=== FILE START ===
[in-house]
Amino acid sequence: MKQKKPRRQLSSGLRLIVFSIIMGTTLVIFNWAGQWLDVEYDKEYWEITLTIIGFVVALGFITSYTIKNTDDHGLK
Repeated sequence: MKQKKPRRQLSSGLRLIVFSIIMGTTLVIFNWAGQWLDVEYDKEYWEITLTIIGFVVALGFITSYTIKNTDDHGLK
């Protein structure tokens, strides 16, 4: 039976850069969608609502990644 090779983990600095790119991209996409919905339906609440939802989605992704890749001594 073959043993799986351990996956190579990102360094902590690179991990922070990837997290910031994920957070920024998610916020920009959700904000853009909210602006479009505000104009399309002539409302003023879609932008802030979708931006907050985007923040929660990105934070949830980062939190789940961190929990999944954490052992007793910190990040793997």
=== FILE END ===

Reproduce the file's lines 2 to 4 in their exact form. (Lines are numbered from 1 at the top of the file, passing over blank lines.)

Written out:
Amino acid sequence: MKQKKPRRQLSSGLRLIVFSIIMGTTLVIFNWAGQWLDVEYDKEYWEITLTIIGFVVALGFITSYTIKNTDDHGLK
Repeated sequence: MKQKKPRRQLSSGLRLIVFSIIMGTTLVIFNWAGQWLDVEYDKEYWEITLTIIGFVVALGFITSYTIKNTDDHGLK
């Protein structure tokens, strides 16, 4: 039976850069969608609502990644 090779983990600095790119991209996409919905339906609440939802989605992704890749001594 073959043993799986351990996956190579990102360094902590690179991990922070990837997290910031994920957070920024998610916020920009959700904000853009909210602006479009505000104009399309002539409302003023879609932008802030979708931006907050985007923040929660990105934070949830980062939190789940961190929990999944954490052992007793910190990040793997």